Karen Coates and Jerry Redfern Producing New Movie, FILMED IN LAOS

When BigSkyVoices (youtube) interviewed Karen Coates and Jerry Redfern, we knew we were dealing with quality people who were devoted to a quality project. While on an international reporting assignment in Laos years ago, Karen and Jerry noticed that people were being killed and injured by more than 2.1 million tons of bombs dropped in Laos during the VietNam war. Many of them were (and are) still live, buried and dangerous. Day after day, bombs explode after being disturbed by farmers and children.  Some fields have so many unexploded bombs that people are afraid to farm or even let cattle graze the fields. Karen, an accomplished writer, has written a book, "Eternal Harvest, The Legacy of American Bombs in Laos," which is generating attention. While her stories have appeared in publications such as the New York Times, she and Jerry have made more than 20 journeys to Laos to follow up the book with a film on the subject. Since the Vietnam War, more than 20,000 citizens of Laos have died or been injured by hidden American bombs. And over all of these years, one American, only one American, has gone back every year to help find and eliminate American bombs. 


The people of Laos have learned to live with American-made bombs. They have made cooking utensils out of them, made fishing boats from the ejected gasoline tanks of American jets. And yet, even as deaths occur daily in Laos, it is estimated that it could take 50 years to remove all of the buried bombs that Americans dropped on Laotian soil.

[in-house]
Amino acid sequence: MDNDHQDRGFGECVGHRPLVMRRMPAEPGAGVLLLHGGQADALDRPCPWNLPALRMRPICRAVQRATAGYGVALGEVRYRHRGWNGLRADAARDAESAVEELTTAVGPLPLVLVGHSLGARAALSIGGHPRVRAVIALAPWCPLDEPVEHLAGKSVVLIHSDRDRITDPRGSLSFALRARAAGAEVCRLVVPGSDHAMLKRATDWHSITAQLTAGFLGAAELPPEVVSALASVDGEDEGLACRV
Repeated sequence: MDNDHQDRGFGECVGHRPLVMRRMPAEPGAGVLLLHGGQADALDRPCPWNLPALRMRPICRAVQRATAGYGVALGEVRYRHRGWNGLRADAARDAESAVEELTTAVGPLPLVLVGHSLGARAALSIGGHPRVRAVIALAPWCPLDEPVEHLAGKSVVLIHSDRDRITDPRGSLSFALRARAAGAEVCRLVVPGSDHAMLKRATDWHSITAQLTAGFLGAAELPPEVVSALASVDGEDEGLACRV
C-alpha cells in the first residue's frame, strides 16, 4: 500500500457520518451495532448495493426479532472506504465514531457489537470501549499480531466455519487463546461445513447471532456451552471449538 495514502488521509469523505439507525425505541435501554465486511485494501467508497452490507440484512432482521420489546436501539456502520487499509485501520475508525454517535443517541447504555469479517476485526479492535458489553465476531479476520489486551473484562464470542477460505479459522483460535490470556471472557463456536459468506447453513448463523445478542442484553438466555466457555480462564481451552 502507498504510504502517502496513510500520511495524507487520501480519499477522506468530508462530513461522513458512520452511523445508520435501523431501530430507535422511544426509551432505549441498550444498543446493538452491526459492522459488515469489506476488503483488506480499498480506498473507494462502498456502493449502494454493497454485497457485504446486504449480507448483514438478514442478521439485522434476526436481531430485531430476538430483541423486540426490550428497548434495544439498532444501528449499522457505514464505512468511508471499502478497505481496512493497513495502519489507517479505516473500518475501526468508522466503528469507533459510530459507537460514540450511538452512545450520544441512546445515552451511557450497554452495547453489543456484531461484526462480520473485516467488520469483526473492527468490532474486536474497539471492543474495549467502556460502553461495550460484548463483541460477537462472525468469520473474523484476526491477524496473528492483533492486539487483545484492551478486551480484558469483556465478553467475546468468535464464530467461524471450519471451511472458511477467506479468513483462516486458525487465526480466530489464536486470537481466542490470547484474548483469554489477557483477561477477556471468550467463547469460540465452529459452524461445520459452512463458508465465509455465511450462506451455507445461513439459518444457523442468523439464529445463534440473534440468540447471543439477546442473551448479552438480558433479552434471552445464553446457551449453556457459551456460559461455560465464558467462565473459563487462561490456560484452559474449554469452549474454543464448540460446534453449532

Karen and Jerry are making this film to "get the information out," and the task has become a labor of love years in the making. Their devotion and efforts could be a book and movie of its own. They have been met by a people "wounded" but resilient. The people of Laos have shown these Americans hospitality even after so many have been killed and injured by American bombs. Karen and Jerry want us to take more responsibility in helping to keep future generations, the children of that land, to be able to walk or ride their bicycles to school without fear of losing their lives to an old bomb.   

"Eternal Harvest, A Film About Responsibility," should be completed near the end of 2018. Karen and Jerry are hoping to raise $16,000 on Go Fund Me (https://www.gofundme.com/eternalharvestfilm/donate) to pay for final production. They are half way there. You must see this interview and follow their story.

They are exceptional, idealistic Americans, devoted to a cause -- to complete a quality product that could make a positive difference in this world.